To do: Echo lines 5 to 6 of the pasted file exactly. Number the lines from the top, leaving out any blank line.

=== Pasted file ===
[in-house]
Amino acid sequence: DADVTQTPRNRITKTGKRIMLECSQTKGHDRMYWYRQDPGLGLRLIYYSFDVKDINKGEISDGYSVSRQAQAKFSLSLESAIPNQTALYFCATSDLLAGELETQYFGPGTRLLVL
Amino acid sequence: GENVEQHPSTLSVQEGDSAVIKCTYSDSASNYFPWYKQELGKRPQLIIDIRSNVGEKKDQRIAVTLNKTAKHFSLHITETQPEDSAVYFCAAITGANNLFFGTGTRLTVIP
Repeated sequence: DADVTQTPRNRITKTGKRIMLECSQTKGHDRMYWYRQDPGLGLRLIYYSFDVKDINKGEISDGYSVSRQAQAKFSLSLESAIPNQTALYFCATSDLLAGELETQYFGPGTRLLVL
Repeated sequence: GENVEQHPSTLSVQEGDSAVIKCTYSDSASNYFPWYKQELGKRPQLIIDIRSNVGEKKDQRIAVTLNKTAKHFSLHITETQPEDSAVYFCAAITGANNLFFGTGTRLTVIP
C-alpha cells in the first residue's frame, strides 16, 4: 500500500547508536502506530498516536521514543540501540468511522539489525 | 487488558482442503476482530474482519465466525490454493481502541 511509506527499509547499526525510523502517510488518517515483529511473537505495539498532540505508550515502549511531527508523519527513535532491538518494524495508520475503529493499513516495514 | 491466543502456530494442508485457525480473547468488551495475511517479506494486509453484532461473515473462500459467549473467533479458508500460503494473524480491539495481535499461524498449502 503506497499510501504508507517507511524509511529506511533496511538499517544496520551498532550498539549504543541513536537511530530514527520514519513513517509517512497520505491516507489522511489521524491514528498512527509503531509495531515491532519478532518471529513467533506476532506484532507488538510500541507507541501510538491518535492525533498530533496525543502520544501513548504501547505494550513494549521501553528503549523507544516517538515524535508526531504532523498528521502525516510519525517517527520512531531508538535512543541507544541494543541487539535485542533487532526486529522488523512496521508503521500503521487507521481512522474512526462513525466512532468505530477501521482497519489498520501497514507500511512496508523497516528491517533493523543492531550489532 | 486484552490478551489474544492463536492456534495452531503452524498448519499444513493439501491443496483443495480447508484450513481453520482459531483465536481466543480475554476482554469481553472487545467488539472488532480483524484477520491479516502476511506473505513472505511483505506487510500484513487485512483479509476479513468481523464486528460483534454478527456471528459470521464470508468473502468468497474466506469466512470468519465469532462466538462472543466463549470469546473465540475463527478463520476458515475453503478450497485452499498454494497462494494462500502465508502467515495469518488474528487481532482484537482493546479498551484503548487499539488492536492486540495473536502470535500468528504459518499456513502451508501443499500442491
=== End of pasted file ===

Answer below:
Repeated sequence: GENVEQHPSTLSVQEGDSAVIKCTYSDSASNYFPWYKQELGKRPQLIIDIRSNVGEKKDQRIAVTLNKTAKHFSLHITETQPEDSAVYFCAAITGANNLFFGTGTRLTVIP
C-alpha cells in the first residue's frame, strides 16, 4: 500500500547508536502506530498516536521514543540501540468511522539489525 | 487488558482442503476482530474482519465466525490454493481502541 511509506527499509547499526525510523502517510488518517515483529511473537505495539498532540505508550515502549511531527508523519527513535532491538518494524495508520475503529493499513516495514 | 491466543502456530494442508485457525480473547468488551495475511517479506494486509453484532461473515473462500459467549473467533479458508500460503494473524480491539495481535499461524498449502 503506497499510501504508507517507511524509511529506511533496511538499517544496520551498532550498539549504543541513536537511530530514527520514519513513517509517512497520505491516507489522511489521524491514528498512527509503531509495531515491532519478532518471529513467533506476532506484532507488538510500541507507541501510538491518535492525533498530533496525543502520544501513548504501547505494550513494549521501553528503549523507544516517538515524535508526531504532523498528521502525516510519525517517527520512531531508538535512543541507544541494543541487539535485542533487532526486529522488523512496521508503521500503521487507521481512522474512526462513525466512532468505530477501521482497519489498520501497514507500511512496508523497516528491517533493523543492531550489532 | 486484552490478551489474544492463536492456534495452531503452524498448519499444513493439501491443496483443495480447508484450513481453520482459531483465536481466543480475554476482554469481553472487545467488539472488532480483524484477520491479516502476511506473505513472505511483505506487510500484513487485512483479509476479513468481523464486528460483534454478527456471528459470521464470508468473502468468497474466506469466512470468519465469532462466538462472543466463549470469546473465540475463527478463520476458515475453503478450497485452499498454494497462494494462500502465508502467515495469518488474528487481532482484537482493546479498551484503548487499539488492536492486540495473536502470535500468528504459518499456513502451508501443499500442491